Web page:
Ozawa Seiji's legacy

Renowned conductor Ozawa Seiji died of heart failure on February 6. He was 88 years old.

Ozawa was known for his performances with the world's most famous orchestras. But he was also devoted to nurturing the next generation of musicians.

Those who knew him best talk about his legacy and how his work shaped the world of music.

Musical world mourns Ozawa's death

Members of the Boston Symphony Orchestra, where Ozawa served as music director for nearly 30 years, observed a minute of silence before their performance on February 9.

The Boston Symphony Orchestra mourned Ozawa's death before a performance on Friday.

A photo of Ozawa was put on display in the lobby of the orchestra hall. Audience members reflected on their memories of him.

"He was the first person to not wear a black tie and have a different kind of outfit," said one person. "He was young and enthusiastic."

"The passion of watching him direct was always so much fun," said another. "His expressions and the way he acted, he was tremendous."

The orchestra issued a statement on Ozawa's death, saying he was "a kind and thoughtful humanitarian; a musical genius who combined balletic grace at the podium with a prodigious memory."

Ozawa also performed countless times in France and received the country's highest order of merit, the Legion of Honor. Leading French newspaper Le Monde described him as the "first Asian to break through as a conductor in the West."

Ozawa was born in what is now Shenyang in northeastern China in 1935. State-run China Central Television reported on his early childhood in Beijing and how he returned to the country many times throughout his career for performances.

A glittering career

Ozawa played piano from a young age. He started taking conducting classes in high school with Saito Hideo, who he also studied under at the Toho Gakuen School of Music in Tokyo as a college student.

Ozawa moved to France at 23 to further his musical training. He won top prize at a conducting competition in the city of Besancon, then began studying under the legendary conductor Herbert von Karajan.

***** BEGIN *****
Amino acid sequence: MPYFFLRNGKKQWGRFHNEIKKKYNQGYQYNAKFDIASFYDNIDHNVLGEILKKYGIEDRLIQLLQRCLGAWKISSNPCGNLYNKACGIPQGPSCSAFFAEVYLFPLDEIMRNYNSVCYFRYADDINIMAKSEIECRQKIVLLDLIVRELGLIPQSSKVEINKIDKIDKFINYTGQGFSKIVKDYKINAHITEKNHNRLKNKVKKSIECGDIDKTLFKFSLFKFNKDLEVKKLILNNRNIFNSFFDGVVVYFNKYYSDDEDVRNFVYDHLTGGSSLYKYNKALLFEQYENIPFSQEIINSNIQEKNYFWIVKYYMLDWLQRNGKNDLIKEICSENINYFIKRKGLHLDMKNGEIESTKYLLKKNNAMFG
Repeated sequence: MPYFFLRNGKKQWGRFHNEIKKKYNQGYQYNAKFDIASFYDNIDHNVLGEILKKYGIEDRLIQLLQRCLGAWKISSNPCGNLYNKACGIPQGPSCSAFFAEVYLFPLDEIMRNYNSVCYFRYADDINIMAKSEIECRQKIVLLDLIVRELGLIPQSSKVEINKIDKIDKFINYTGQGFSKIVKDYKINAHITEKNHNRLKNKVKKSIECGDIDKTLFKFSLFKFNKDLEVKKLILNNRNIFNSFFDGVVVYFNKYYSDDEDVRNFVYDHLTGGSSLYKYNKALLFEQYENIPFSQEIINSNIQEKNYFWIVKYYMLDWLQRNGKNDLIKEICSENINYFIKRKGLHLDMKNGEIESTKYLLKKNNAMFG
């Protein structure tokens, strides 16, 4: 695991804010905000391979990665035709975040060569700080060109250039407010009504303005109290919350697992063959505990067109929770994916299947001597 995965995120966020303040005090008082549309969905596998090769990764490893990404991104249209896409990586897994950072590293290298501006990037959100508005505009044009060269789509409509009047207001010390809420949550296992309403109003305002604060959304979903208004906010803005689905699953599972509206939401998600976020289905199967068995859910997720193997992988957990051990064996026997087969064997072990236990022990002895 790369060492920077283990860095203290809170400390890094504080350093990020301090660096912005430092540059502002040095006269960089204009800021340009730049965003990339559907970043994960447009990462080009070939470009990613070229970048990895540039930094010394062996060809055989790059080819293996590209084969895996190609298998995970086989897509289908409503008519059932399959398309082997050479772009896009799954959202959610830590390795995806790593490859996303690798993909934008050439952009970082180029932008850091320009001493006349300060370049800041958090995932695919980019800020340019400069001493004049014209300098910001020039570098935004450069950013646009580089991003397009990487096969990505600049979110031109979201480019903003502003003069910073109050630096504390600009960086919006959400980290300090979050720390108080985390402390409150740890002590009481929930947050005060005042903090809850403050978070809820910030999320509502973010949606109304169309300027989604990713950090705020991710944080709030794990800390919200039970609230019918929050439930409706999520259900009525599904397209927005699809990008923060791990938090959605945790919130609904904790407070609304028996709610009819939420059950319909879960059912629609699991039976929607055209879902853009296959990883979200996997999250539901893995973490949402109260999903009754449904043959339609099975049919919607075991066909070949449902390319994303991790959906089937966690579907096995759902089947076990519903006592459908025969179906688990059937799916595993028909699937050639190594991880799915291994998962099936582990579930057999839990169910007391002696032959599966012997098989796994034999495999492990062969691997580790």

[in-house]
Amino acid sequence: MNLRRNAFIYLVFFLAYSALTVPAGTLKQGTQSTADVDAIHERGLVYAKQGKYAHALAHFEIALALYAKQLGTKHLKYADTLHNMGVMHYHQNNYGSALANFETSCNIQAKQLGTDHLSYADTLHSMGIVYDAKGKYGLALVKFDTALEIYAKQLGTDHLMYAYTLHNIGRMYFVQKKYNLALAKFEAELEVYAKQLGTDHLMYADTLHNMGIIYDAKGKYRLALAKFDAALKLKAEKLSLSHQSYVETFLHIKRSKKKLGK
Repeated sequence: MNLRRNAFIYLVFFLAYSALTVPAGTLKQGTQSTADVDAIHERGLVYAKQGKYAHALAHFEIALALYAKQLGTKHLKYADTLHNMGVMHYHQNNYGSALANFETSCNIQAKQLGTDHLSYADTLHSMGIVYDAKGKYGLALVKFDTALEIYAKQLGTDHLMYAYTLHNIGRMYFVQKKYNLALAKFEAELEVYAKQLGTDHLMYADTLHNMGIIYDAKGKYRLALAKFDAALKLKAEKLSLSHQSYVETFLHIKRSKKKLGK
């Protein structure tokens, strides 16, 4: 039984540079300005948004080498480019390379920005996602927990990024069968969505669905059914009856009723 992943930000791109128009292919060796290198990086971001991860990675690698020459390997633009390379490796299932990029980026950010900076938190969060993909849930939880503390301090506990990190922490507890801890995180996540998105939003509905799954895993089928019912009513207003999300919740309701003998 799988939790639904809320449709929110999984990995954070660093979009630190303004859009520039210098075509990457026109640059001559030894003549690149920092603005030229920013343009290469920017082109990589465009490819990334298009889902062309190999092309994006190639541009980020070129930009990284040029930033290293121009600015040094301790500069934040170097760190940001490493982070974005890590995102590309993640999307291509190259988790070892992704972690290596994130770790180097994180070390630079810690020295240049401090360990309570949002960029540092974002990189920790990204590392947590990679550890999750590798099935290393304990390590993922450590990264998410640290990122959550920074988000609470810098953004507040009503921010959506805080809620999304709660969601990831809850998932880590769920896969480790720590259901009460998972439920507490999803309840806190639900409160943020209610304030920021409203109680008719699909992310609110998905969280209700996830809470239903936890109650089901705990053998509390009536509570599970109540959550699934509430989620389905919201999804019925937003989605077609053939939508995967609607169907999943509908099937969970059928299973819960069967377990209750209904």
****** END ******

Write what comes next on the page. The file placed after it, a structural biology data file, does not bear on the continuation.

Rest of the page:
His work soon caught the attention of the musical world's leading lights, including the American maestro Leonard Bernstein, who was the director of the New York Philharmonic at the time. He named a 25-year-old Ozawa his assistant conductor.

Leonard Bernstein and Ozawa Seiji (1961)

Starting in 1979, Ozawa served as the music director of the Boston Symphony Orchestra. He then became the musical director of the Vienna State Opera.

Despite spending much of his time abroad, Ozawa remained an influential contributor to music in Japan. In 1972, he helped launch the New Japan Philharmonic. Several years later, he established the Saito Kinen Orchestra, in memory of his old teacher Saito Hideo. In 1992, he organized a music festival in Nagano Prefecture, also in Saito's honor.

Ozawa underwent surgery for esophageal cancer in 2010, after which he performed only sporadically. In 2022, he held his first performance in three years, conducting the Saito Kinen Orchestra in Matsumoto City without an audience. Afterward, he said the human suffering caused by the pandemic and recent wars had strengthened his resolve to help bring the world together through music. It was his final performance.

Ozawa's last performance was with the Saito Kinen Orchestra in Matsumoto City, central Japan, in November 2022.

Loved across Japan

Aoyama Orito, who has been a volunteer organizer at the Saito Kinen Festival in Matsumoto City for nearly 20 years, says Ozawa was a friendly presence and spent time talking to all the volunteers.

Ozawa was the general director for the Mito Chamber Orchestra. Naoi Masayuki, who heads the orchestra, says Ozawa referred to every member as his "teammate," regardless of age or career standing.

A woman mourns Ozawa at the Art Tower Mito.

Naoi says Ozawa woke up at 4.a.m. every day to study scores. He says he and the other orchestra members will work to keep Ozawa's spirit of dedication alive.

Former student expresses gratitude

Sado Yutaka, who studied under Ozawa, serves as the music director of the New Japan Philharmonic.

Sado Yutaka

He says Ozawa proved that a Japanese person can influence the world of music, and that his story will serve as encouragement for young people from Japan.

Sado says Ozawa ushered in an era where talented people not only from the West, but also Japan, South Korea, China, and other countries, can make their name in music.

He says he has been chasing Ozawa for many years, but in the end was unable to keep up. He says he is very grateful to his former teacher.

Watch video 1:46
For 40 years, Ozawa Seiji held special concerts for the students of Yamanouchi Junior High School in Nagano Prefecture. The school says the tradition will live on after his death.